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Off to Oxford II: Congrats to 2019 graduate Clara Strømsted!

"I’m generally very excited to just move out and to meet all the people I’m going to be around for the next three years. I can imagine that you get a special bond especially with the people from your college, because you live so close together. I’m also very much looking forward to the social life as it seems there are a lot of fun traditions and a great community with many opportunities to do sports and explore your interests. I’m naturally excited that I get to learn from some of the best within my field, and I’m looking forward to learn how to get tools to understand/analyse politics better, to figure out what it means to study philosophy, and to take a more mathematical approach to economics rather than the theoretical approach as taught in the IB."

Did we as a school contribute to your success?
"In terms of successfully getting into Oxford, I think CIS encourages a learning environment where you shouldn’t be scared of speaking your mind. You won’t be told off for saying something wrong, and you’re always encouraged to try even though there’s risk of failing. This was useful in the interviews because honestly there wasn’t a point where I was sure I was saying the right thing, but I still spoke and showed my thinking process. My success in the IB in general, I think, can partly be credited to my teachers as well. They were always super helpful, and would spend extra time explaining you things, if you needed help with a concept or an IA. They’re very knowledgeable and passionate, which motivated me to do well, because I knew they were putting in effort. Also, there was a general positive attitude towards learning among the students at least in my grade level, which helped everyone do better."

What piece of advice might you give to our current Grade 12s?
"I wish I hadn’t wasted time on worrying and doubting as much as I did because it wasn’t helpful at all. I learnt that telling myself during a test or whilst writing an essay that I can’t do it, would make me unable to do it. When I let go of the thoughts and just tried even though it wasn’t perfect the first time, I at least made progress and was able to do tasks I thought I couldn’t do. It’s just a waste of time to sit and worry if it’s right or if you can do it, because it doesn’t lead to anything productive. Also accept that if you want to achieve a certain level in some subjects, especially if you struggle, then you will have to prioritise practicing. It takes time to do well in the IB, because the more practice you have the more confident you’ll be and the more likely you are to be able to solve the problem or answer the question."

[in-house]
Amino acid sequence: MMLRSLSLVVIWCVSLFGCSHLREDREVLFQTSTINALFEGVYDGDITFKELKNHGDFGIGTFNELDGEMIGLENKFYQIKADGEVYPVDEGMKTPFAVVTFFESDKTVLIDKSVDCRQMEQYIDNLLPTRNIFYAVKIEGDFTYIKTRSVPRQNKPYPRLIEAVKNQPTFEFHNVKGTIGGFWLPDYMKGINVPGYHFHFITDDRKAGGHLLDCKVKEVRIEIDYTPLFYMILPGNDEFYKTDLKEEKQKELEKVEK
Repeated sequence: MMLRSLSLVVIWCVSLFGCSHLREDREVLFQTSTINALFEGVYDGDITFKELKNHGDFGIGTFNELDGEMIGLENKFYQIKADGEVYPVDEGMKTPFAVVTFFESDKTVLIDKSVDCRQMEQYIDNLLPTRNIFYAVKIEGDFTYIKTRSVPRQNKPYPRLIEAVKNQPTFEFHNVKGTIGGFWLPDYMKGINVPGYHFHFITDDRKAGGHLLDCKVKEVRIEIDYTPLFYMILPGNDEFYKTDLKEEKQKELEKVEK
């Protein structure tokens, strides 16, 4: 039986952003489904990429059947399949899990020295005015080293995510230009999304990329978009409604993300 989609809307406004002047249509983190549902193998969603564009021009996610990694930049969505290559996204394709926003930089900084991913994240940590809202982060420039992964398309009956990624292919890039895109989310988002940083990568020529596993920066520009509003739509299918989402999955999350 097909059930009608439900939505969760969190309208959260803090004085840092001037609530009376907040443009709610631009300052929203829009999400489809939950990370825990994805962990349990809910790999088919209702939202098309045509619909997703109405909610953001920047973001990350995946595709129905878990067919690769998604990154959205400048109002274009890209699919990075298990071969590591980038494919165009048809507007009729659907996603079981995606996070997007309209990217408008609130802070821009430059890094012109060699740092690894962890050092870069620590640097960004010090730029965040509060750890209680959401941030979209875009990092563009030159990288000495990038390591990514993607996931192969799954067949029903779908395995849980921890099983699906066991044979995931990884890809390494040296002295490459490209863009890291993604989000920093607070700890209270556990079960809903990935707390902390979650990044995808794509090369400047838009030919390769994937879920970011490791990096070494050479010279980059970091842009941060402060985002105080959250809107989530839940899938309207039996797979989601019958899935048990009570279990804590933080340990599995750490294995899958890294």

Which of the IB Learner Profile traits do you think you personally have developed the best?
"I think a lot of the traits have come to surface during my gap year, because I was so obsessed with grades and performance during IB that I didn’t really let myself explore those traits as much. That is not to say that the traits didn’t develop during the IB as well. Reflection was a heavy part of IB and although it was very forced at times, it means that I naturally reflect on things now. For example, when I started working in the restaurant, as I began to gain experience I could reflect on to improve my customer interactions and realise what I could do better. I’ve always asked a lot of questions, and I also got to do that in the IB and develop it. When my friend and I were on a hike with a local around the Inle Lake (who fortunately spoke good English), I learnt so much more, because I could ask all types of questions about the area, which essentially were founded on concepts I’d learnt in anthropology and economics. IB definitely taught me to be principled and to use my time effectively, because of the workload combined with social life and sports. This has been further developed in my gap year, because I lost the structure of school, and had to use my own time effectively, when e.g. one day I’d only have 3 hrs of work and then 12 hrs another day. Also the communicator trait was important in group work in school, in my German orals, and in writing essays. This laid foundation for my ability to communicate well with my colleagues about different tasks, as well as with strangers, who didn’t necessarily speak English, when I travelled."

How was your gap year?
"From the beginning of my gap year until February I worked part-time in a restaurant in the evenings and on weekends, and during the week days I worked for an accessories company, as an office girl doing all sorts of odd jobs and running errands. This was partly to earn enough money to go travel, but also to get work experience. I think it’s been invaluable and has taught me lots of things about myself and skills that I couldn’t learn in school. In February I left to travel with a high school friend and we went to the Philippines, north Vietnam, north Laos, a bit through Thailand, and then Myanmar. It was so amazing to get to visit different countries back to back like that, because it gave an interesting perspective to be able to compare them in terms of nature, people, history, culture, etc. based on the experiences we’d had. We got to dive, hike, swim, see a lot of temples, visit museum and meet new people both locals and other backpackers. It unfortunately got cut short due to COVID19 but I’m really grateful for all the experiences I got to have."

We hope the new experiences Clara will be getting will be just as gratifying and wish her all the best in Oxford and beyond!